When failure to pay taxes becomes a Crime

As stated earlier, failure to pay taxes or file a return is itself a crime. However, the IRS would rather work with you and reach a settlement before seeking criminal charges. If you derive your income from illegal sources, it is more likely that the IRS will recommend prosecution (and further investigation into illegally obtained income could also result in fraud or racketeering charges). The more blatantly fraudulent your behavior has been, the more likely the IRS is to prosecute you. For example, you would likely be prosecuted for failing to file returns year after year, despite repeated contacts by the IRS.
In order to convict you of a tax crime, the IRS does not have to prove the exact amount you owe. But such charges most often come after the agency conducts an audit of your income and financial situation. Sometimes they're filed after a tax collector detects evasion or fraud. In any event; if the IRS suspects criminal nonpayment (or underpayment) of taxes, it will start with a "primary investigation" to determine whether criminal charges should indeed be filed. If the case progresses, the IRS will initiate a "subject criminal investigation."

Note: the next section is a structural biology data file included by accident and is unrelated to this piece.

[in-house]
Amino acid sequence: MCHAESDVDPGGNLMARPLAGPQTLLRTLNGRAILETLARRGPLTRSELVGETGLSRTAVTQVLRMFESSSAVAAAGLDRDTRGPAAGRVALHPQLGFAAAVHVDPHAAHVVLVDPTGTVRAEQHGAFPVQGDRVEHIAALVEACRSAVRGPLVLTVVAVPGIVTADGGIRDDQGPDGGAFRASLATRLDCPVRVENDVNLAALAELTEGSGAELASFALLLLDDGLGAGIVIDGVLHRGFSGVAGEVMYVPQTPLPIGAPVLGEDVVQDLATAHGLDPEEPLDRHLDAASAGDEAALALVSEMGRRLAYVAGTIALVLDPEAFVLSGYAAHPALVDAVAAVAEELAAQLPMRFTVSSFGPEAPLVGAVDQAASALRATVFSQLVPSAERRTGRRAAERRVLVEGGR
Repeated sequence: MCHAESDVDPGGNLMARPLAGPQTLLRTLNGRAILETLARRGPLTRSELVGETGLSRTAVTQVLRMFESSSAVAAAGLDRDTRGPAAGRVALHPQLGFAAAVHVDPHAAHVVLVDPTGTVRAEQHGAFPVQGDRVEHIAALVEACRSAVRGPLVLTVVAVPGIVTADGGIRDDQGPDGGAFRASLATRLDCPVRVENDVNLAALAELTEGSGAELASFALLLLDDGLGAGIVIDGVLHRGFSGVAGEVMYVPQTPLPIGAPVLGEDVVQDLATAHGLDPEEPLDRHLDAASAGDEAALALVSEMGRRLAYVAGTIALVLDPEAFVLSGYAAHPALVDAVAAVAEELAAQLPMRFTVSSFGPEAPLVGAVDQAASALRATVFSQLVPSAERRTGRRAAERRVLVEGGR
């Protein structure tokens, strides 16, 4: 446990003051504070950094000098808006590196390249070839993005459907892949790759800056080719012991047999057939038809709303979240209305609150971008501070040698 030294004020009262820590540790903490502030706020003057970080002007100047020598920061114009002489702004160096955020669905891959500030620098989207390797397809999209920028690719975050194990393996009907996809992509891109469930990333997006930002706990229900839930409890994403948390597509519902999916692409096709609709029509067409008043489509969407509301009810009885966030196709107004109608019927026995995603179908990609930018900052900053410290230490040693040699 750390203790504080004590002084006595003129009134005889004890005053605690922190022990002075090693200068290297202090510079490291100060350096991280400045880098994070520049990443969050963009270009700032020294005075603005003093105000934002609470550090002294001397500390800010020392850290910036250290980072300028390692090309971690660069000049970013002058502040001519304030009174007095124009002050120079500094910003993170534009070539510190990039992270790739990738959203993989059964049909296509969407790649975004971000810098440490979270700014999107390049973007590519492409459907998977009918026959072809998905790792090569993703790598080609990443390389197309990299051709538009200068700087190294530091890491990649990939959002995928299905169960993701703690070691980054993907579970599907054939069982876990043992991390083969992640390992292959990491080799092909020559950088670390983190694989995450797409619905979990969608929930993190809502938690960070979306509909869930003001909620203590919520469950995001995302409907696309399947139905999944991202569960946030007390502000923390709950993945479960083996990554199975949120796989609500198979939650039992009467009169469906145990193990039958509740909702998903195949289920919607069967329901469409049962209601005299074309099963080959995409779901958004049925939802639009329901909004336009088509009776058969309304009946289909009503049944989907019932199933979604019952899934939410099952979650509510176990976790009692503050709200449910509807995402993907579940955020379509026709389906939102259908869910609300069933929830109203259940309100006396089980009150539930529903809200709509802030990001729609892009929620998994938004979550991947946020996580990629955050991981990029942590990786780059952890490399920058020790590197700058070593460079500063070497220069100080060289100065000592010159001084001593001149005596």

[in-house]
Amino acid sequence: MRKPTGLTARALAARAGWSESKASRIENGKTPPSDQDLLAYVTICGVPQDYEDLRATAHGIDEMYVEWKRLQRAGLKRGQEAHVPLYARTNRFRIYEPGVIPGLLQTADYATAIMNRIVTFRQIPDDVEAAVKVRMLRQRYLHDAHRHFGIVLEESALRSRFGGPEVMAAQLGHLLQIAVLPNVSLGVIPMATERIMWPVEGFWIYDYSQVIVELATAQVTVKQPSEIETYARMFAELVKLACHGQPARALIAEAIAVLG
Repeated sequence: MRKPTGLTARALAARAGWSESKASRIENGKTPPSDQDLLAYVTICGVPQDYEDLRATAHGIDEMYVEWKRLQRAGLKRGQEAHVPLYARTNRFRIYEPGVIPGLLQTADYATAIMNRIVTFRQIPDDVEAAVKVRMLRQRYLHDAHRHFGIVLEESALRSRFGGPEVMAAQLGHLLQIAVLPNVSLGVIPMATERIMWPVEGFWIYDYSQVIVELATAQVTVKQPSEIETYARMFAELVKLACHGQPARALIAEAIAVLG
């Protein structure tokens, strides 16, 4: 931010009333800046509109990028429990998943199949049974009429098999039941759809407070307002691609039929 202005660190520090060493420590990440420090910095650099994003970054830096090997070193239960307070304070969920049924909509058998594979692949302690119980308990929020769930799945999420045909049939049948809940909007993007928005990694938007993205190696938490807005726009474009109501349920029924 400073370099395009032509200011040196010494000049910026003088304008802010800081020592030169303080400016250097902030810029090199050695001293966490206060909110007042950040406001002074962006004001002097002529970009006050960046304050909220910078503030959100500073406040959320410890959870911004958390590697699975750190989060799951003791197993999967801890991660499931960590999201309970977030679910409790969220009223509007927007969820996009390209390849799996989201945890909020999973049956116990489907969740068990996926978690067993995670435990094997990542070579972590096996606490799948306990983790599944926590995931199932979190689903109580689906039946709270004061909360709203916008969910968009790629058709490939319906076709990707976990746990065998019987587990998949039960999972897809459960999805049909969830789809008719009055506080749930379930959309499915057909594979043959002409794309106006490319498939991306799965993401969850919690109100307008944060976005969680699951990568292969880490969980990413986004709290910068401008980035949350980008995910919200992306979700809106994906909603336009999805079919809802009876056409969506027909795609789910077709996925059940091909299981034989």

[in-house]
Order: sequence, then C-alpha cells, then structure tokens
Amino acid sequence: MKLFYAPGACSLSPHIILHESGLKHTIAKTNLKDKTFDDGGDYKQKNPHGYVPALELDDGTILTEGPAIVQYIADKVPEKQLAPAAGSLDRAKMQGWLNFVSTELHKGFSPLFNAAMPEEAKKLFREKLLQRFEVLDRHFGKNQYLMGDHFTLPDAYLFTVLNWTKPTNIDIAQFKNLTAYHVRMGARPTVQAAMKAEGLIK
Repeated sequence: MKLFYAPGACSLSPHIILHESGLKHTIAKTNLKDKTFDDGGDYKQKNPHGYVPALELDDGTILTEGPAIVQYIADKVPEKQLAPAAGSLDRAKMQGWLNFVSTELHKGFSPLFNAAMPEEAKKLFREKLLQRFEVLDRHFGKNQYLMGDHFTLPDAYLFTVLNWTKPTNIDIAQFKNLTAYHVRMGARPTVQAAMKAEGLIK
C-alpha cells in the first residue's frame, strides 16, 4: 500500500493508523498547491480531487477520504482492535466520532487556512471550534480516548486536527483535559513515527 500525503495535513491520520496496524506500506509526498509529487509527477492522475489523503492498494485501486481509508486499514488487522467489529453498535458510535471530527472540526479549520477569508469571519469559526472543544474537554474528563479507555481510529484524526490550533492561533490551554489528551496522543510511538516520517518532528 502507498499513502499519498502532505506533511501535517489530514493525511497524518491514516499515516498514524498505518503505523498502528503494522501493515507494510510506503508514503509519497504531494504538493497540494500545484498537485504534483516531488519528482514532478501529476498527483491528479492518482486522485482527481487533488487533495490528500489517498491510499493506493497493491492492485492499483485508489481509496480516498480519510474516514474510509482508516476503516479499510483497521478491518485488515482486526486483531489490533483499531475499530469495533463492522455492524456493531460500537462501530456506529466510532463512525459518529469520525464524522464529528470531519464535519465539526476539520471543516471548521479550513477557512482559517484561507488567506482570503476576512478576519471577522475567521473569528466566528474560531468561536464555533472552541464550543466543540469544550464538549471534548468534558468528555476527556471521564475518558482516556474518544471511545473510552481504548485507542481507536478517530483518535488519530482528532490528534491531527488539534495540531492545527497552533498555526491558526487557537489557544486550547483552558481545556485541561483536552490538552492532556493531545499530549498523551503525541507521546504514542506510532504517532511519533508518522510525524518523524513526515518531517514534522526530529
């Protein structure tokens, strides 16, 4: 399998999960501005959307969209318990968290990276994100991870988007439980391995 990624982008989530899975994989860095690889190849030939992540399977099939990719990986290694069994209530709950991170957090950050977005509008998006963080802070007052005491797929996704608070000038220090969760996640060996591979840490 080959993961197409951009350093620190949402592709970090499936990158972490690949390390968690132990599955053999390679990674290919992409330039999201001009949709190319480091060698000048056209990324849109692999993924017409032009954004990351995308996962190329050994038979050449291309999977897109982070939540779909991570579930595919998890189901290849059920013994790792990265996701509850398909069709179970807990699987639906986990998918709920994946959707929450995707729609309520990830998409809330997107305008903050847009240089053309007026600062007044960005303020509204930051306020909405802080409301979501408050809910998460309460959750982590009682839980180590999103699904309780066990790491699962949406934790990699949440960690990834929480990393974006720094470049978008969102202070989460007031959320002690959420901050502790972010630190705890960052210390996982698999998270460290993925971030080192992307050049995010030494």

The special agent in charge of a particular investigation will work closely with IRS legal counsel to ensure its following protocol and properly identifying the legal issues involved. Finally, the IRS will refer the case to the Justice Department's Tax Division.